“What is the meaning of the word learning. We have upon this subject the most erroneous ideas, if we believe that it means to fix in our memory strange words ? Words are sounds—unaccompanied with thought, we learn like parrots. Words without thought are to the human soul a pernicious opium, which at first plunges us into a sweet dream, but from which follow all the evil consequences of such a dream of mere words, (Wortraüme). They deaden the soul, they keep it firmly locked in inactivity; it falls away and dwells in a slumber of injurious thought,” &c.
And such has been in great measure the result of our Voluntary system of education and of our leaving educationists wholly to themselves. It is surely time for us to try something else: we have to rescue infancy from corruption, to render youth fit for the duties of men, to see that age does not forget the intellectual vigour and acquirement, the Christian precept and habit of youth. We know not how this on a sufficiently large and permanent plan can be attained, but by a wise, liberal, and general system for the three countries, of National Education. The example of all countries (for England is now the only state without one), ought surely to be provocation and encouragement enough. If it be an object desirable to a nation, it can only be effected by the legislature and government; the legislature and government, for the sake of the nation, ought not to let another session pass without attempting it. In this they not only discharge a duty, but lay the foundation of the surest prosperity and highest fame. We think with Schwartz
“ The other relation, in which the state is bound to take due care of the rising youth, depends immediately upon the duty which she owes to herself, inasmuch as she falls or rises in proportion to the education of the new generation. If youth goes astray, the whole of the people gradually fall away from all attachment to the state, the bonds of law are loosened, disorder ensues, and at last breaks out into the condition of savage life. The better youth is brought up, the deeperrooted is all citizenship and society, the richer with hope and blessing flourishes the entire state. Hence, the instruction of youth is as much an obligation imposed upon the State, as his own education upon each individual ; and hence, also, is it that she can never sufficiently establish and secure her own welfare, unless she educates well for the present and the coming age, her own children (Landeskinder). The state is the more imperatively bound to this solicitude, inasmuch as she stands in the place of the community, or rather of all mankind, and is placed there by God to advance the order and improvement of humanity; and while she discharges a debt towards her own, to those children especially hers, she at the same time performs a duty of love (Liebesflicht) towards other nations, for the improved culture of the one travels to the other whenever it may be wanted, and thus she becomes a light which throws its illumination on every side around. Such is the natural position of a state which provides by wise laws for the education of her youth: she fulfils a sacred duty both towards herself and towards ber species. Hence advance, proportionally with their solicitude for education, the fame and glory of such countries, both with the present and with all coming generations.”—Die Schulen, p. 133.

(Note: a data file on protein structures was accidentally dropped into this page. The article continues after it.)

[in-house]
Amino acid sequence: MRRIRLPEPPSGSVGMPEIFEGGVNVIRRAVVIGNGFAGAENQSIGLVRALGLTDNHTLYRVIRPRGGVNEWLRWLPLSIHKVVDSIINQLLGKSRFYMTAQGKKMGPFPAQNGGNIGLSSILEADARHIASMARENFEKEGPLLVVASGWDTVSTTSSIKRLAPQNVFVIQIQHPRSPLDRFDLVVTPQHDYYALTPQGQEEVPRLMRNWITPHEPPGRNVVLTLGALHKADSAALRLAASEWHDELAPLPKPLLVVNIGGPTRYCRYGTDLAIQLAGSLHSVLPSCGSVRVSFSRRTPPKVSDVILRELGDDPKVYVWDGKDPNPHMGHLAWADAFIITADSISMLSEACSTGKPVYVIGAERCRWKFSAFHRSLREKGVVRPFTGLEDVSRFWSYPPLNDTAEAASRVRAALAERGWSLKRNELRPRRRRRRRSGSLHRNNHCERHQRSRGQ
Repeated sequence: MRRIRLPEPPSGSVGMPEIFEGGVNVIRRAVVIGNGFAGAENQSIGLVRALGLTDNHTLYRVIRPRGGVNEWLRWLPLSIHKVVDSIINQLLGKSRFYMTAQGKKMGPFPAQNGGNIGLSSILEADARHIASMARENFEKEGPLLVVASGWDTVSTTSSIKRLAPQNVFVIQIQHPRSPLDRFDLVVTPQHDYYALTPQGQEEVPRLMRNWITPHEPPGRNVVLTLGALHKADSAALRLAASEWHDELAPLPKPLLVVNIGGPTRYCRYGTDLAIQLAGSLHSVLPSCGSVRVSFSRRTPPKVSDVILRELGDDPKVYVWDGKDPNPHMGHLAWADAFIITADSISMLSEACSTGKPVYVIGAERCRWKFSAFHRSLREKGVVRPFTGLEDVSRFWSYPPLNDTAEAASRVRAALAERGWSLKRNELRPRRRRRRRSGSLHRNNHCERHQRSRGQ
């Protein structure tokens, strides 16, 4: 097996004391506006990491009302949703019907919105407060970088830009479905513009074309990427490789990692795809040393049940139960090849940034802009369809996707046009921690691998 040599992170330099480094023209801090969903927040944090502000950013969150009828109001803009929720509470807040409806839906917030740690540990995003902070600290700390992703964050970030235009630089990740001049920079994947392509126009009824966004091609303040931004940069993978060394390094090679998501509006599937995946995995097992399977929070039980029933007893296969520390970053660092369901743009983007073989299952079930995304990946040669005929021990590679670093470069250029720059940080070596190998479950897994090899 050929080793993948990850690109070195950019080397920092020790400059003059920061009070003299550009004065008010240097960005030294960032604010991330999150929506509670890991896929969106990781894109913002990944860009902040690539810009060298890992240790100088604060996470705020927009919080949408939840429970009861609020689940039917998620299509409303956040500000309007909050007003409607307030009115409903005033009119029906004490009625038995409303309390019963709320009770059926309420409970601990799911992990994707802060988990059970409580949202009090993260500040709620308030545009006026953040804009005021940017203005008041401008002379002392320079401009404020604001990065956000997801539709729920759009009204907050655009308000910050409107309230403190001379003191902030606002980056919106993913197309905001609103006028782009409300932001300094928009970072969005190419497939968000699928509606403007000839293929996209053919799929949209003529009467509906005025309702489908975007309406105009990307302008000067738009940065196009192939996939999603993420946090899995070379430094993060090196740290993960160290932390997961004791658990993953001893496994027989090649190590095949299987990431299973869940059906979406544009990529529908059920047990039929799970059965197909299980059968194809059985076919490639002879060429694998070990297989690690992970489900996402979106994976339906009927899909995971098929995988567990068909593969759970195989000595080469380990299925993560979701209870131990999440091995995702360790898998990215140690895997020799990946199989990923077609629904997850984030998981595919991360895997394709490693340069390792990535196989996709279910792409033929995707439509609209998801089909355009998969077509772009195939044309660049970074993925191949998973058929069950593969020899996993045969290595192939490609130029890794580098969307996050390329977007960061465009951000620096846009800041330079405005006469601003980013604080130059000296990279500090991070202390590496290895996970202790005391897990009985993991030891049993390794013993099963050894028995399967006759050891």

Art. II.-1. The Catholic Church, Five Sermons preached in the
Parish Church of Blackburne, on occasion of the commemoration of the Reformation, celebrated October 4th, 1835.
By the Rev. J. Whittaker, D.D. 2. The Duty of contending for the Faith ; A Sermon preached
in the Church of St. John, Swansea, on Sunday, October
4th, 1835. By the Rev. Henry Roxby Maude, LL.B. 3. The Prevalence of Popery considered ; A Sermon preached
in Mount Sion Chapel, Tunbridge Wells, on Lord's-day
God's appointment, leaving the axes of their unerring revolutions, to interfere in each other's functions ; or rather, to descend from a sphere so high above our theme,—could we imagine such a tribunal as Lucian has devised for the letters of the alphabet, before which any day of the year might sue its neighbour for trespassing on its appropriated functions,—we are right sure that the fifth day of moody November, in the year of our Lord one thousand eight hundred and thirty-five, would apply for a solemn writ against the fourth day of the preceding month, as having unjustifiably usurped its duties in the calendar of bigotry. It is true, that, for some years, thanks to the good sense and feeling of our fellow-countrymen, the bonfires of that day had waxed pale and faint; Guy Fawkes, with his lantern, had been plucked by the police, as á nuisance, out of the hands of city urchins; the bells in many places had refused to peal their tones of gratitude, and even the indulgence of immunity from lesson and birch had been, in many schools, withdrawn, for the commemoration of the festival. These were bad symptoms; and something new must be done.
Consultation was held, due deliberation was taken, and the sacerdotal caste decided